stabilizes. But it's easy, the components are available at Radio Shack
    or any other hobbyist source, and it's all passive components -- no
    extra power supply. Just one cap, two zener diodes and a resistor.
    Note that some galvo amp inputs require a DC path to GND, so don't
    forget the 10K resistor, or the galvo might drift away.

    If you want instantaneous, precise translation of your 0 to 10VDC
    staircase into a -5V to 5V staircase, which will work from DC to audio
    frequency, you'll need an op amp and split supplies (+/-15V, for
    instance). Since the galvo uses these, they're frequently available on
    the terminal block or external connector. Just RTFM (Read The Fine
    Manual). You would use the op amp (it really doeesn't matter which one
    -- an LM741 available at Radio Shack would work just fine here) and a
    handful of resistors to make what's called a difference amplifier.
    This just subtracts 5V from your input voltage. It would look
    something like this (view in fixed font or M$ Notepad):
    ` ___
    ` .---|___|---.
    ` | 22K |
    ` | |
    ` 22K | +15V |
    ` ___ | |\| |
    ` 5VDC o---|___|-o---|-\ | Output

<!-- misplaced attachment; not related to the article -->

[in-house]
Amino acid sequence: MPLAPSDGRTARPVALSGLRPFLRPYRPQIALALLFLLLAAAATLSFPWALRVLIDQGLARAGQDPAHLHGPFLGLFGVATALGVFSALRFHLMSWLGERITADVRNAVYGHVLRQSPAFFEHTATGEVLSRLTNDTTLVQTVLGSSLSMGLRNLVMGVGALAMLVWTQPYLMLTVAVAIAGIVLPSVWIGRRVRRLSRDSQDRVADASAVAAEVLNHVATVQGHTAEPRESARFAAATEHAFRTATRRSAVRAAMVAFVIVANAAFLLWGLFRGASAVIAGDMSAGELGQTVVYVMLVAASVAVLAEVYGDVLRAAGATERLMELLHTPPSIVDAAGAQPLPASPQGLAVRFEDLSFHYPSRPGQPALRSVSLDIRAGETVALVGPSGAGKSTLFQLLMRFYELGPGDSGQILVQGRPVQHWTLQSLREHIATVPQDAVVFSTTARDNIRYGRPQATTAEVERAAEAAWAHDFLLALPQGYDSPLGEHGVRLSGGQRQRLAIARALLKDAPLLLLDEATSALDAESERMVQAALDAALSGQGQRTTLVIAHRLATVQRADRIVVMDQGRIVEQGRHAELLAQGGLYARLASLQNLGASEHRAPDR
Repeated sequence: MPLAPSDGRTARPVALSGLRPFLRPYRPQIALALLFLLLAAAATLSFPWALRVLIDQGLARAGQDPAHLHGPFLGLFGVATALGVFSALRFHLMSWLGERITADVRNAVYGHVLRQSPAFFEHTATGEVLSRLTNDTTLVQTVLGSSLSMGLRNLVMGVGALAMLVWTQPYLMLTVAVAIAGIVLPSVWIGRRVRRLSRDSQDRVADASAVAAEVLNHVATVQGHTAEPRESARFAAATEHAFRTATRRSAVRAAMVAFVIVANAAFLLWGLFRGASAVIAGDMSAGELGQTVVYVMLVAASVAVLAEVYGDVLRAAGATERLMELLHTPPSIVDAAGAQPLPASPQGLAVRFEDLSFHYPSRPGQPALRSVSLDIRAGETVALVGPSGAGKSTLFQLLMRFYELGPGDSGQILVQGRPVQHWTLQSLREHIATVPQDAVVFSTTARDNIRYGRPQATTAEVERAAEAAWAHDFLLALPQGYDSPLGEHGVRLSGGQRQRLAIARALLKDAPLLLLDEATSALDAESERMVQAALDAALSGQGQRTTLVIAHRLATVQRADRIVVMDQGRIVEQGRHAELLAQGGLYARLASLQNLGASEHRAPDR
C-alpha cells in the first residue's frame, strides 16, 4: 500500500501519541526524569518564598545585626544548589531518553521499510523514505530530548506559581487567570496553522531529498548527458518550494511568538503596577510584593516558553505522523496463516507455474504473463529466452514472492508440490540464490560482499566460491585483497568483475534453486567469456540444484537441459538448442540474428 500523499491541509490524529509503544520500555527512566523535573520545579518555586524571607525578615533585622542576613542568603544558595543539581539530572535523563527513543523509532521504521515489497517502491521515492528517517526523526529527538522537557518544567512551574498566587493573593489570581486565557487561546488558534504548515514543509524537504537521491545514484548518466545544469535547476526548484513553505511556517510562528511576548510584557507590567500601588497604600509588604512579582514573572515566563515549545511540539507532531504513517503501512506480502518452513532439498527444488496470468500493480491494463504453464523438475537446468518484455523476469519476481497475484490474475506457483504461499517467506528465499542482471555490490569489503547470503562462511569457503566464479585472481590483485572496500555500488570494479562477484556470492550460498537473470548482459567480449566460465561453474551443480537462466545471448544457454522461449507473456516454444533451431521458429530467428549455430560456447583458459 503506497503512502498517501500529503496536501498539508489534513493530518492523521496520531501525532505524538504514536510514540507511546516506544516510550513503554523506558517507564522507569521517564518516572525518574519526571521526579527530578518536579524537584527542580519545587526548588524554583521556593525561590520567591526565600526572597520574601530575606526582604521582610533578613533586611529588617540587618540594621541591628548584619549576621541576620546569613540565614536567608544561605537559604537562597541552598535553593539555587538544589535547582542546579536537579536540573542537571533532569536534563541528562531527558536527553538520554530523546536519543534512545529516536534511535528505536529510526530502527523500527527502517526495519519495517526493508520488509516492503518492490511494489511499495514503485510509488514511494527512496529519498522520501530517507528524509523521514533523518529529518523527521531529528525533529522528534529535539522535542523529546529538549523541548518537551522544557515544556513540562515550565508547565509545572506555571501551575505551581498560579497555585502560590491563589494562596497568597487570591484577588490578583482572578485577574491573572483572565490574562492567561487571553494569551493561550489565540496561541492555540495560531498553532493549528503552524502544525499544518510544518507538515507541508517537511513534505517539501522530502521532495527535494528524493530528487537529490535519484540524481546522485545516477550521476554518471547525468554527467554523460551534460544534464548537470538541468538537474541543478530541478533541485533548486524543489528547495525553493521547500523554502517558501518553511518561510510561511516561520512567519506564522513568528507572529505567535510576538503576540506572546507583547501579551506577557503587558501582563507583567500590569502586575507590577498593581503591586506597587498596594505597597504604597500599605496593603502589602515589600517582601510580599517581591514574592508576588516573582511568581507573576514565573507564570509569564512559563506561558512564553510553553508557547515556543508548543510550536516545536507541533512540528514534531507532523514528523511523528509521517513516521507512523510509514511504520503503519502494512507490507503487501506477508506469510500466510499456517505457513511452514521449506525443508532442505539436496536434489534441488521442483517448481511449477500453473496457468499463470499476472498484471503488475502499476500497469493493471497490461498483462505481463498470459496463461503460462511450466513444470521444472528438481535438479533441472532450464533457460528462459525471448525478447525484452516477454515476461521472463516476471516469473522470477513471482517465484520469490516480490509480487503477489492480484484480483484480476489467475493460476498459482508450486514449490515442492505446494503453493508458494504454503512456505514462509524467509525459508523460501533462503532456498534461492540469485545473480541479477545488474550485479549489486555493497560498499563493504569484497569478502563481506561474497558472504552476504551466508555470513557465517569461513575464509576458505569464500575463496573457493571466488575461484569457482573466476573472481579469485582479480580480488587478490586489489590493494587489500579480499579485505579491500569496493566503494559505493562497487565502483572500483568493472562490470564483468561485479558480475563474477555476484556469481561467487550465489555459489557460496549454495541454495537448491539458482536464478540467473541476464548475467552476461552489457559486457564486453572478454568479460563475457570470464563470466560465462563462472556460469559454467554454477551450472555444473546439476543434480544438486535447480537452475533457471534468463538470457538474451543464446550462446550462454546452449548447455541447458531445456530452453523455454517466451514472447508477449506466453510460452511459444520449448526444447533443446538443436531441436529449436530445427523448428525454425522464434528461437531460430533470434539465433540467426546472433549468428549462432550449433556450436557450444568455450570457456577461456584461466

` ___ | >----o---o
    ` 0 to 10Vo---|___|-o---|+/ -5V to 5V
    ` 22K | |/|
    ` | -15V
    ` .-.
    ` 22K| |
    ` | |
    ` '-'
    ` |
    ` ===
    ` GND
    created by Andy´s ASCII-Circuit v1.24.140803 Beta www.tech-chat.de

    The circuit works by subtracting the 5V (you can make the 5V by putting
    a pot between the + supply and GND) from your input signal. That's why
    it's called a difference amplifier.

    But judging from your own evaluation of your skill level (complete
    newbie) this might be a bit of a stretch.

    Let us know if any of these solutions look good, or if you need more
    advice.

    Good luck
    Chris
     
  6. Guest

    Thanks for you all your help - I have all the parts to build the op-amp
    solution at home - the only thing that puzzles me a bit is the
    +15V/-15V power to the 741 - how do I create +15 and -15V from a
    standard transformer.

    Is there a book on this somewhere...?

    :)

    Steve
     
  7. John Fields

    John Fields Guest

    ---
    Since the 741 can take an input supply of plus and minus 22 volts,
    max, you can easily get less than that that from a simple,
    unregulated, half wave supply using a 12V transformer, like this:



    +--[IN4001>]----------+---->+17V
    | |
    | |
    MAINS>--+ || +--[<1N4001]--+-------|---->-17V
    | || | | |
    P || S | |+
    R || E [C1] [C2]
    I || C |+ |
    | || | | |
    MAINS>--+ || +-------------+-------+---->GND